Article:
That’s according to Ardis “Babe” Caldwell, who cele-brated her one-hun-dred-and-second birthday Tuesday at The Highlands as-sisted living facility on Norfleet Drive in Somerset.
Babe was sur-rounded by family and friends during the party thrown for her, and was alert and spry as she welcomed her loved ones from her spot in the seat of honor.
Born in 1912, she lived though an incredible amount of history transpiring in the world around her. For perspective, the year she was born, the Titanic sank, Woodrow Wil-son was elected president, and the Girl Scouts organ-ization was founded. World War I began when Babe was only two years old. The stock market crash that led to the Great Depression took place when she was a teenager.
Through it all, Babe was growing up here within the relatively peaceful boundaries of the Commonwealth, though her early life was not without its own difficulties.
“Her dad was a coal miner part-time; life could be a little rough,” said daughter Patty Ross. “That made her very determined. She was the only one in her family that graduated high school.”
That was in Williamsburg, Ky., where she was originally from before coming to Pulaski County. Babe had to struggle to achieve that goal in the classroom, but she did, graduating in 1932 and participating in activities like girls’ basketball.
“Her parents did not see the need for education,” said Ross. “In those days, the girls didn’t have education, but one of her uncles encouraged her mother to be sure that she got to school. She was too smart not to go to school; that’s the story I hear.”
In 1949, she moved to Somerset with husband Peyton Caldwell, who was an engineer with the state highway department, overseeing the construction of the bridges that were being built in Burnside at that time. As such, her two daughters, Patty and Jayne — who are no 73 and 76 respectively — grew up here in this area.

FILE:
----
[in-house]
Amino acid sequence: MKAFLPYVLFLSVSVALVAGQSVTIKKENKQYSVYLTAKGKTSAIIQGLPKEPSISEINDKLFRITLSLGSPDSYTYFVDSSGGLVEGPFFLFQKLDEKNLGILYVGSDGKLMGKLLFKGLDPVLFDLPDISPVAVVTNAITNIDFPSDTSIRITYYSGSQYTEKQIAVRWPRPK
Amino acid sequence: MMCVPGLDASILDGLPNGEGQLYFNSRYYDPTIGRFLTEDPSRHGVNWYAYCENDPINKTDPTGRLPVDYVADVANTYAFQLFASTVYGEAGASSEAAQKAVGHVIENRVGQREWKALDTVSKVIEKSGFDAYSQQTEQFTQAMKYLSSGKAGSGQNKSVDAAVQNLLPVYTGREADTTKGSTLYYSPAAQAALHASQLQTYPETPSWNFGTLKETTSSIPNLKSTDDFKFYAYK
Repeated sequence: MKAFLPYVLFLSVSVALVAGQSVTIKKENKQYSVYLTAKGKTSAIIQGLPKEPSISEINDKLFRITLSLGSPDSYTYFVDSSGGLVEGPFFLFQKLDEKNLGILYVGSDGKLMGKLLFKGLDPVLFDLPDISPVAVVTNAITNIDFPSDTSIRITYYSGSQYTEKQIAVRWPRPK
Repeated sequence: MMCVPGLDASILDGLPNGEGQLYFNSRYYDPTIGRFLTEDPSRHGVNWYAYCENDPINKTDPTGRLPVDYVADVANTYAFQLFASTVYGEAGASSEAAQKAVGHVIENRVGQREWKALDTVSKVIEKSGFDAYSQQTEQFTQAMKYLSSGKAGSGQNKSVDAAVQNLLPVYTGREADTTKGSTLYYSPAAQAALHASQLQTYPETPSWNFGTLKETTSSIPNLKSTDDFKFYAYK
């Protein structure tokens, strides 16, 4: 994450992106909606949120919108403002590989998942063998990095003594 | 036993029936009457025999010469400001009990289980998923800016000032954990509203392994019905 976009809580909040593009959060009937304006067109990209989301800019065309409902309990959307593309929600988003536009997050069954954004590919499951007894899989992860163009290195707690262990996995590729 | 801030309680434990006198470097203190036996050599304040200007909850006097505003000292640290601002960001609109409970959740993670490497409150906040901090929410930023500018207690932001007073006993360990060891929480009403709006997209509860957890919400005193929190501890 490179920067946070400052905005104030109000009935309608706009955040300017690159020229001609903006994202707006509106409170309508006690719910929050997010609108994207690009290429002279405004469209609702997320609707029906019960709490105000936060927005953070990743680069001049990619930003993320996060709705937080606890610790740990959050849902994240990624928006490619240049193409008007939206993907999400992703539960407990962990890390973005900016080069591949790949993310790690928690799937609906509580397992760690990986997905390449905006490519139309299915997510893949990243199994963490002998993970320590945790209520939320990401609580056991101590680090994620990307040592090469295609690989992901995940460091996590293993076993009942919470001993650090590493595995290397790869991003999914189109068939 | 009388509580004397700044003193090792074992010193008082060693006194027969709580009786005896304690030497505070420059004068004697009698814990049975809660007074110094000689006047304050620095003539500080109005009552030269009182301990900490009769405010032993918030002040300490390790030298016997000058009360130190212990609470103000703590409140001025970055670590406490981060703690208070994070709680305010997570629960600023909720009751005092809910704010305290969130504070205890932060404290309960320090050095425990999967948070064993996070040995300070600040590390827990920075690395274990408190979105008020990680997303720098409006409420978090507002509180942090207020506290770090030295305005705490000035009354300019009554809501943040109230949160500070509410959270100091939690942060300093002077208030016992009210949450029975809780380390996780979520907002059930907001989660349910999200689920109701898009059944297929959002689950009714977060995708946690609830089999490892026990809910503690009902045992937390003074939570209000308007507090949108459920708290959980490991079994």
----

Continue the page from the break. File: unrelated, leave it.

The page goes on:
Babe quickly became part of the community.
“She was just always active with young people, working with the Girl Scouts and at church,” said Ross. “Anything we were in, she was in.”
That included following the Briar Jumpers of Somerset High School around when her daughters attended school there, riding the bus to activities and being in the mix. That was all part of her role as a mother — Babe remained a dedicated homemaker and stay-at-home mom.
Peyton died in 1980, meaning that Babe ended up living on her own for over 30 years before finally moving to The Highlands in July of last year to help make sure she got the help she needed with medicine and in case of emergencies.
“I think it’s wonderful. This is such a good place for her to be,” said daughter Jayne Adams. “They take good care of her here.”
To reach her current age, Babe stayed vigilant, eating well and doing exercises. She raised her family to do likewise.
“She always made us eat our vegetables whether we wanted them or not,” said Ross.
According to the daughters, reaching the milestone of 100 years of age — which was celebrated with a party at Old Town Deli a couple of years ago — was a goal for Babe.
“She always said ‘I’m going to live to be 100’ — that’s been a statement of hers for many, many years,” said Ross. “She always joked with Dr. (Jerry) Weigel, ‘You help me get there,’ and he said, “I’ll do my part, and you do your part.”
Babe herself doesn’t recall that as a goal — though she noted that is indeed something Dr. Weigel might have said — but said that being 102 now doesn’t feel any different.
“I’ve enjoyed my whole life, even with the odds slim,” she said. “I enjoy my grandchildren more. ... I like to be close to my family. I don’t want to be away from them.”
Lucky for Babe, she’s had 102 years to be around family — and lucky for her family to have been around her.